Many organizations create public relations and corporate communication departments dedicated to assisting companies with reputation management. In addition, many public relations and consulting firms claim expertise in reputation management. The growth of the public relations industry has largely been due to the rising demand for companies to establish credibility and reputation.[40] Incidents which damage a company's reputation for honesty or safety may cause serious damage to finances. For example, in 1999 Coca-Cola lost $60 million (by its own estimate) after schoolchildren reported suffering from symptoms like headaches, nausea and shivering after drinking its products.[41]

Although most companies see reputation management as a central pat of a CEO's role, managing reputation involves a set of ongoing activities that are best managed when they are delegated to a specific individual in the organization. That's why some companies have created the position of Chief reputation officer. A growing number of people in the business world now have the word "reputation" in their titles –including Dow Chemical, SABMiller, Coca-Cola, Allstate, Repsol YPF, Weber Shandwick, and GlaxoSmithKline (although no longer). Hoover's shows a list of such officers.

Social media like Twitter, Linked In, and Facebook have made it increasingly important for companies to monitor their online reputations in order to anticipate and respond to criticisms of their actions. There are two main routes that customers can take when complaining about companies -individual-direct response or broadcast-based response. For a company, it takes a lot of time and effort to address individual-direct responses. One study showed that "...72% of customers expect a reply within one hour."[42] In order to best recover from negative complaints on social media, it is important for a company to prove its authenticity by providing more specific answers directly to its critics.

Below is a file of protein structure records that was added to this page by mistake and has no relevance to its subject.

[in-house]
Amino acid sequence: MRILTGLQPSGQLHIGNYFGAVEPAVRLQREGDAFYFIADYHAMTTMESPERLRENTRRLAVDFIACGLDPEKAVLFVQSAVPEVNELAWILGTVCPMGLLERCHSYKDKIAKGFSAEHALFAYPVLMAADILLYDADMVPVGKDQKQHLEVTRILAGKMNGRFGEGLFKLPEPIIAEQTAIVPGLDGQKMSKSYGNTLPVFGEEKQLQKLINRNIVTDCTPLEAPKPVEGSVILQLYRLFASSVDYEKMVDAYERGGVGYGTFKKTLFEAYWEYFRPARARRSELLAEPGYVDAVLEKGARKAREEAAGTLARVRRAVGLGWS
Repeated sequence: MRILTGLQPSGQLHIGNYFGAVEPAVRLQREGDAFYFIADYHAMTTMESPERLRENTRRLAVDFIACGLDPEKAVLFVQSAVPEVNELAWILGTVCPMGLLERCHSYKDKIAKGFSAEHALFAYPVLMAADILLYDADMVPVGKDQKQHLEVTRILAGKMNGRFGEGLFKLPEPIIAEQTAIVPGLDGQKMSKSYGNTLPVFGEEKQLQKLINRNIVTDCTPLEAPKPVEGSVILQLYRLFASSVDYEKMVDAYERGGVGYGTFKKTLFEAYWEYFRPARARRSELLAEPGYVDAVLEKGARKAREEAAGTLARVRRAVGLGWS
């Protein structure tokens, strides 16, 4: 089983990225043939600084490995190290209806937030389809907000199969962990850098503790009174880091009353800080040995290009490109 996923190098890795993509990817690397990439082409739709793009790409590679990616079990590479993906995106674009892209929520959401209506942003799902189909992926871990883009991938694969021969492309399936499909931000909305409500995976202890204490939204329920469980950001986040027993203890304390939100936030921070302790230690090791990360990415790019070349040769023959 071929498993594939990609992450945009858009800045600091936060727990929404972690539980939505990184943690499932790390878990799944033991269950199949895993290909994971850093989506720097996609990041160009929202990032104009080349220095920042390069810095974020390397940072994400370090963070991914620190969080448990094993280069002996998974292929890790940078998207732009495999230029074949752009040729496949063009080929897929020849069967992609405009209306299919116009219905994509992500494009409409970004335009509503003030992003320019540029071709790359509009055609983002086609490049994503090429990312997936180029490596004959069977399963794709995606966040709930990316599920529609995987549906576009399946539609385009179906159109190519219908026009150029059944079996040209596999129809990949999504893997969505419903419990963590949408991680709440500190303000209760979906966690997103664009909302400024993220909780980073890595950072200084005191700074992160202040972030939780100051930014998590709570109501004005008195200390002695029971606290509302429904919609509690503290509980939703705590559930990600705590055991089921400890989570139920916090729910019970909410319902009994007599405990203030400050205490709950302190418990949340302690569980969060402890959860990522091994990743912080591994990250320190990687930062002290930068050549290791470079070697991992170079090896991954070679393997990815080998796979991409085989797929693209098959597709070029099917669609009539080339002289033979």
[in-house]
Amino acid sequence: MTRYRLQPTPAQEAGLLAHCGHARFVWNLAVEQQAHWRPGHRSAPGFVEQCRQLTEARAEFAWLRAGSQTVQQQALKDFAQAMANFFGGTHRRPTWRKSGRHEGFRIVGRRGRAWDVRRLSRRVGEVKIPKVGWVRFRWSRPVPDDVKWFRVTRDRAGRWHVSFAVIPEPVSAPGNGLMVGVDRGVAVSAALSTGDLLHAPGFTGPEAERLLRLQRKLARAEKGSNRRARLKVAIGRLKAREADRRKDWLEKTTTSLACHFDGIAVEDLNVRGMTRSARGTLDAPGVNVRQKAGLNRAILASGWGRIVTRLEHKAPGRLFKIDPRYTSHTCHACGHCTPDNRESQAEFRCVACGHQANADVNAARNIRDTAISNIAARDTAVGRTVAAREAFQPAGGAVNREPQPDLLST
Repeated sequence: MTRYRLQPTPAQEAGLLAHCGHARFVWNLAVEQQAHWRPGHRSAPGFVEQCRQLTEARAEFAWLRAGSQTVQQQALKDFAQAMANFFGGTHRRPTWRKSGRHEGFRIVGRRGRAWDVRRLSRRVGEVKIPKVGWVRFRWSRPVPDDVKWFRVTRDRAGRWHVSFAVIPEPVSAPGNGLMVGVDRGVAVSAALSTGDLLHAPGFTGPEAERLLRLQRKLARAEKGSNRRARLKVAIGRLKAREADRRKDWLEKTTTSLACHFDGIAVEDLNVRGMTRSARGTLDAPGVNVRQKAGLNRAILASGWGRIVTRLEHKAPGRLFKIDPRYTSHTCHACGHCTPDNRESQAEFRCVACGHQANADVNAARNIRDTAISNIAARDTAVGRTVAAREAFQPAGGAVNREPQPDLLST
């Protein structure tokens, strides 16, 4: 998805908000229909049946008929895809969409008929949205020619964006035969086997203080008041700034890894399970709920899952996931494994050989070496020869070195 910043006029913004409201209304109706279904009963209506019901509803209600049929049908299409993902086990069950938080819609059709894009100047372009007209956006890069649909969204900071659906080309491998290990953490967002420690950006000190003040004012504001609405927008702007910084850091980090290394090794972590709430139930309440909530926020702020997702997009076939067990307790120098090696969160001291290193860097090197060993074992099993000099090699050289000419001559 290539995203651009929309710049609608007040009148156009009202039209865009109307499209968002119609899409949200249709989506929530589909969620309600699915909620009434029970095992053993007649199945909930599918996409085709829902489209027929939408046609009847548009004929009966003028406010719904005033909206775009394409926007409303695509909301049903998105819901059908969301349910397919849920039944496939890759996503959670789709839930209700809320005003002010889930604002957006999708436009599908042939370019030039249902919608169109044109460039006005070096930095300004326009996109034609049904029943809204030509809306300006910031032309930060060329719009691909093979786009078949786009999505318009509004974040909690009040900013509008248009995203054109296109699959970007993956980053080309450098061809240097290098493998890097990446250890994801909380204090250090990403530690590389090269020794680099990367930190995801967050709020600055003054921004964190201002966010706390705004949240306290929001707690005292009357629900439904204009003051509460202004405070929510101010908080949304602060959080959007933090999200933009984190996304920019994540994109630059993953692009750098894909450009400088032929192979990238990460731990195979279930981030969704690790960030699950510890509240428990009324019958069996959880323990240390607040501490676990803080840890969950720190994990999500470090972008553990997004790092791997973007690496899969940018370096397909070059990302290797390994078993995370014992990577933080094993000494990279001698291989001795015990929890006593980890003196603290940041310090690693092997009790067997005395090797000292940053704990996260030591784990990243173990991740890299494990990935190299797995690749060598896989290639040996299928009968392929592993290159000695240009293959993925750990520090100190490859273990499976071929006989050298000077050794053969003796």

Reputation capital[edit]

A corporate reputation can be managed, accumulated and traded in for trust, legitimization of a position of power and social recognition, and people are prepared to pay a premium price for goods and services offered, which in turn generates higher customer loyalty, a stronger willingness from shareholders to hold on to shares in times of crisis, and greater likelihood to invest in the company's stock.[43] Therefore, reputation is one of the most valuable forms of "capital" of a company. "Delivering functional and social expectations of the public on the one hand and manage to build a unique identity on the other hand creates trust and this trust builds the informal framework of a company. This framework provides "return in cooperation" and produces reputation capital. A positive reputation will secure a company or organisation long-term competitive advantages. The higher a company's reputation capital, the lower the costs of supervising and exercising control."[44]

Building reputation through stakeholder management[edit]